The Security Clearance, Suitability, and Credentialing Performance Accountability Council (PAC) released the latest (December 2018) status report on the government-wide implementation of security clearance and background investigation reform efforts. The report provides tracking of milestones, current statuses, and key indicators and statistics on timeliness of investigations and backlog reduction. According to the report, the National Background Investigations Bureau (NBIB) has reduced the investigation inventory from a record high of 725,000 last June down to 594,000 in December. That is an 18% reduction and the NBIB anticipates continued progress on the backlog as additional reform efforts are implemented. Additionally, an inadvertent result of the government shutdown was the fact that the agencies furloughed did not hire or submit new investigation requests for more than a month.

Looking at the numbers, there were no significant changes to end-to-end investigation processing times for security clearances. The fastest 90% of investigations for an initial Secret clearance took an average of 181 days. Initial Top Secret clearance investigations took an average of 378 days, and periodic reinvestigations for Top Secret clearances took an average of 325 days to complete.

Another statistic in the charts I found interesting was the number of Department of Defense and Intelligence Community clearances holders with out-of-scope investigations. There are a combined 467,000 currently cleared folks who will need some type of reinvestigation within the next two years. How that will be addressed is yet to be determined. Most likely, continuous evaluation programs will be the preferred route going forward, instead of conducting lengthy and costly reinvestigations. But based on the chart provided by the PAC, since Q4 of 2017, the number of enrollees into CE has flattened. This likely points to the continued stall pattern, as OPM and DoD await a signed executive order to transfer all clearance investigations under the DoD umbrella.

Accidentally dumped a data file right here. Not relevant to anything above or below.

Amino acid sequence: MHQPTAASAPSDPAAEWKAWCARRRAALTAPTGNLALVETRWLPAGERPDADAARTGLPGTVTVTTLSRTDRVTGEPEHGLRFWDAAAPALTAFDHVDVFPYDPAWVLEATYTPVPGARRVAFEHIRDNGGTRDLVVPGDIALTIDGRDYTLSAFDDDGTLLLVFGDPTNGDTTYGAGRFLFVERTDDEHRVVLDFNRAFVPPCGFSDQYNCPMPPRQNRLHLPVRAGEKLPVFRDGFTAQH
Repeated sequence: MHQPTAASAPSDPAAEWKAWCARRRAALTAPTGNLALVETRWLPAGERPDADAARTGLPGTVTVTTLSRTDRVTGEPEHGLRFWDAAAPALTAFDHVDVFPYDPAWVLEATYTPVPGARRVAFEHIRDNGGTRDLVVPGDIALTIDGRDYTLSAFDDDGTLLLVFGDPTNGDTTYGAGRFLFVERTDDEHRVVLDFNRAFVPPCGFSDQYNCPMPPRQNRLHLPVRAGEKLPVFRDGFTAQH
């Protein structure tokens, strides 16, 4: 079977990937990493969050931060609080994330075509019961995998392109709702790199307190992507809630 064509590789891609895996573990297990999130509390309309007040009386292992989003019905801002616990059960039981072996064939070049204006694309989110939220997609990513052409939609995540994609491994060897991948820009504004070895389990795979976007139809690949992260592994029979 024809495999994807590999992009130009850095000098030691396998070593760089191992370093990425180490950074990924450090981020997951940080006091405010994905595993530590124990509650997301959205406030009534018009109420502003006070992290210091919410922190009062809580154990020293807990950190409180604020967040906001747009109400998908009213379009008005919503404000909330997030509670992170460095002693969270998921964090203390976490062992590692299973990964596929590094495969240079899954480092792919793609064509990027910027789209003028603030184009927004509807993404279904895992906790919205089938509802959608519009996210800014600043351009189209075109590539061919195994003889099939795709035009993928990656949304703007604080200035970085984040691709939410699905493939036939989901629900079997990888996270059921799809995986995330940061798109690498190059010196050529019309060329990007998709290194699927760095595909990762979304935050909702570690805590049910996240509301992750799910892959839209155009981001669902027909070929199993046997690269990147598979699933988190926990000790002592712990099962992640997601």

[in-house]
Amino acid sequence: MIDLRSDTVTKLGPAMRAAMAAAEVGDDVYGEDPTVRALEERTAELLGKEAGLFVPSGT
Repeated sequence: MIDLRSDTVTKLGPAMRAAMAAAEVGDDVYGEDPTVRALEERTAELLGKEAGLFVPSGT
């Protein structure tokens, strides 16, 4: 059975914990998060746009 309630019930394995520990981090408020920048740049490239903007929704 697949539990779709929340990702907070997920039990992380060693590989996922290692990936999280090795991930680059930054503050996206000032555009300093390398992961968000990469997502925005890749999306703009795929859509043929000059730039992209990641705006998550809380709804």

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Marko Hakamaa served in various military police positions with the United States Army worldwide for 22 years before retiring in 2006 as a Master Sergeant. Afterwards, he transitioned into the civilian workforce as a contractor background investigator for the Office of Personnel Management (OPM) before entering civil service as a Security Specialist in 2009.